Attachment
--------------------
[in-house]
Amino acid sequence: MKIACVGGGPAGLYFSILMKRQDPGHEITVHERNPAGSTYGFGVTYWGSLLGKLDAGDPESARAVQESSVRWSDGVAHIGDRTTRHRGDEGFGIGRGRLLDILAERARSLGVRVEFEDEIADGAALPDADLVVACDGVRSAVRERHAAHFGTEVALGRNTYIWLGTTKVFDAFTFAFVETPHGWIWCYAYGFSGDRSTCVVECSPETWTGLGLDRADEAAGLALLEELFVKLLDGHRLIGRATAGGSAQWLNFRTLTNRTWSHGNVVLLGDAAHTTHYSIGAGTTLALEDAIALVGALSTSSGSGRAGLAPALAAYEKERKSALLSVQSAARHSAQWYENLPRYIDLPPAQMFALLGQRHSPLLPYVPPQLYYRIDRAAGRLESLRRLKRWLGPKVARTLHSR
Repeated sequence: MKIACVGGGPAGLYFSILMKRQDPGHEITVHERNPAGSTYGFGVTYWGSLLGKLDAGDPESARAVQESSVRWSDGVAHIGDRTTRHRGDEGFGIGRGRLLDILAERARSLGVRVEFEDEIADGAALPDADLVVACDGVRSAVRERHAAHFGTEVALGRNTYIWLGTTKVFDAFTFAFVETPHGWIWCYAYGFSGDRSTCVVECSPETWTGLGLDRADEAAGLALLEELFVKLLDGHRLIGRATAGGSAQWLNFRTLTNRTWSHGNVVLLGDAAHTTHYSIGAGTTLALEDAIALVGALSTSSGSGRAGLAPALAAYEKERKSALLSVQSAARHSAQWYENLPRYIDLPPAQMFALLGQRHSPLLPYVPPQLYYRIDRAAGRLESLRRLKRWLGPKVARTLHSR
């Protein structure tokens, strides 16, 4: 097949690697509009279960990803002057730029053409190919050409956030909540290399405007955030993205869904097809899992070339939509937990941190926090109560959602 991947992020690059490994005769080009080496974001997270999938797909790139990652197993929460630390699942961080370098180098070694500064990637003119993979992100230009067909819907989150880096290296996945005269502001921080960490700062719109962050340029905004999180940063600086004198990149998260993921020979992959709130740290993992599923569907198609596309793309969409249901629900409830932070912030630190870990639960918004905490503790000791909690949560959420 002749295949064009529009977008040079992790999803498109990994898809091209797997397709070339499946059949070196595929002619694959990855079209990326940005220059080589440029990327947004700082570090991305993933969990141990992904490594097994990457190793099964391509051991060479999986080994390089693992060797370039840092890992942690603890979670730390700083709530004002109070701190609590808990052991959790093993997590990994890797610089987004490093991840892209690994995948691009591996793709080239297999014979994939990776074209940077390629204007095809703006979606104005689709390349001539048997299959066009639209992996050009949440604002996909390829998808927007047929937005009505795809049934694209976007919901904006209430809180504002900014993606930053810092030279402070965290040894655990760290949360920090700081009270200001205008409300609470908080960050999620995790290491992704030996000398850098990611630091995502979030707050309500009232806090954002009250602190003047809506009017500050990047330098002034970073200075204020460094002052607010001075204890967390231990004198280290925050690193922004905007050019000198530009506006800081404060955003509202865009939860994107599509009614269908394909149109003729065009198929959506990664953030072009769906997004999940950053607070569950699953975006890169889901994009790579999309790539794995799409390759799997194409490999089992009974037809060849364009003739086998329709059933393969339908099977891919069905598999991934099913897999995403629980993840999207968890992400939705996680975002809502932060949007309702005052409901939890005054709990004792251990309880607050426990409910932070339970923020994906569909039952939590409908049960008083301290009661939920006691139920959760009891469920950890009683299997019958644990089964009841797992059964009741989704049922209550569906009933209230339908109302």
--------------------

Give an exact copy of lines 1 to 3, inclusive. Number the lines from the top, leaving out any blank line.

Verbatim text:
[in-house]
Amino acid sequence: MKIACVGGGPAGLYFSILMKRQDPGHEITVHERNPAGSTYGFGVTYWGSLLGKLDAGDPESARAVQESSVRWSDGVAHIGDRTTRHRGDEGFGIGRGRLLDILAERARSLGVRVEFEDEIADGAALPDADLVVACDGVRSAVRERHAAHFGTEVALGRNTYIWLGTTKVFDAFTFAFVETPHGWIWCYAYGFSGDRSTCVVECSPETWTGLGLDRADEAAGLALLEELFVKLLDGHRLIGRATAGGSAQWLNFRTLTNRTWSHGNVVLLGDAAHTTHYSIGAGTTLALEDAIALVGALSTSSGSGRAGLAPALAAYEKERKSALLSVQSAARHSAQWYENLPRYIDLPPAQMFALLGQRHSPLLPYVPPQLYYRIDRAAGRLESLRRLKRWLGPKVARTLHSR
Repeated sequence: MKIACVGGGPAGLYFSILMKRQDPGHEITVHERNPAGSTYGFGVTYWGSLLGKLDAGDPESARAVQESSVRWSDGVAHIGDRTTRHRGDEGFGIGRGRLLDILAERARSLGVRVEFEDEIADGAALPDADLVVACDGVRSAVRERHAAHFGTEVALGRNTYIWLGTTKVFDAFTFAFVETPHGWIWCYAYGFSGDRSTCVVECSPETWTGLGLDRADEAAGLALLEELFVKLLDGHRLIGRATAGGSAQWLNFRTLTNRTWSHGNVVLLGDAAHTTHYSIGAGTTLALEDAIALVGALSTSSGSGRAGLAPALAAYEKERKSALLSVQSAARHSAQWYENLPRYIDLPPAQMFALLGQRHSPLLPYVPPQLYYRIDRAAGRLESLRRLKRWLGPKVARTLHSR